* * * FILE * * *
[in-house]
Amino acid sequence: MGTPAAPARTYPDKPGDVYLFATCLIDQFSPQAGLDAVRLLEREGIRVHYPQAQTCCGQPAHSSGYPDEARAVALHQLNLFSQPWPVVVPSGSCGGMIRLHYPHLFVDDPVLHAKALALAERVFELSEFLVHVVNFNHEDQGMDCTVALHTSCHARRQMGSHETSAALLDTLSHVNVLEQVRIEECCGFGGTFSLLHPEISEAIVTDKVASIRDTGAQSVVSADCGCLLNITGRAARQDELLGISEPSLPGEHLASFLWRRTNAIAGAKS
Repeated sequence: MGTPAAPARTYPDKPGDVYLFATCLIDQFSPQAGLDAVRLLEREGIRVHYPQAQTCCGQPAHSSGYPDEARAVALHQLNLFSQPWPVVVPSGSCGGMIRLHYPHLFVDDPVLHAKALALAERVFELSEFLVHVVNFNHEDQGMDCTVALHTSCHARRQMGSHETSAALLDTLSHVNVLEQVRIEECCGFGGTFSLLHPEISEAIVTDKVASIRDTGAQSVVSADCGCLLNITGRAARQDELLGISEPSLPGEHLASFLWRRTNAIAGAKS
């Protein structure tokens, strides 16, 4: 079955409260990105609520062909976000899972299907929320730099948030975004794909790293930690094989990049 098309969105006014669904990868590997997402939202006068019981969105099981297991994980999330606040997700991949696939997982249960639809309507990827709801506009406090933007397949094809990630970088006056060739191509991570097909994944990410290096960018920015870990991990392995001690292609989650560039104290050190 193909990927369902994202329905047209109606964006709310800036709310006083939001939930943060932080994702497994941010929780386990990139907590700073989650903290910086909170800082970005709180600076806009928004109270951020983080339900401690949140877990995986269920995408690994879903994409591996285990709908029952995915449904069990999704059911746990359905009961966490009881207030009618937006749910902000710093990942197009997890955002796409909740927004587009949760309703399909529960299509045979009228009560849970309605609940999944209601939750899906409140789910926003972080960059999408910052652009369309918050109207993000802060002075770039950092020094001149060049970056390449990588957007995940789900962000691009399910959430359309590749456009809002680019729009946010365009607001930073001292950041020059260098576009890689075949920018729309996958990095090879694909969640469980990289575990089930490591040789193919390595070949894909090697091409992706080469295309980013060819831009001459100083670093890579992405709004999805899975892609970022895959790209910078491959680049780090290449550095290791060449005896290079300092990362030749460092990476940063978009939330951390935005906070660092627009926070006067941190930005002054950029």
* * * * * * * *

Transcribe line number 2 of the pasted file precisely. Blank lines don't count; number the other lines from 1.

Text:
Amino acid sequence: MGTPAAPARTYPDKPGDVYLFATCLIDQFSPQAGLDAVRLLEREGIRVHYPQAQTCCGQPAHSSGYPDEARAVALHQLNLFSQPWPVVVPSGSCGGMIRLHYPHLFVDDPVLHAKALALAERVFELSEFLVHVVNFNHEDQGMDCTVALHTSCHARRQMGSHETSAALLDTLSHVNVLEQVRIEECCGFGGTFSLLHPEISEAIVTDKVASIRDTGAQSVVSADCGCLLNITGRAARQDELLGISEPSLPGEHLASFLWRRTNAIAGAKS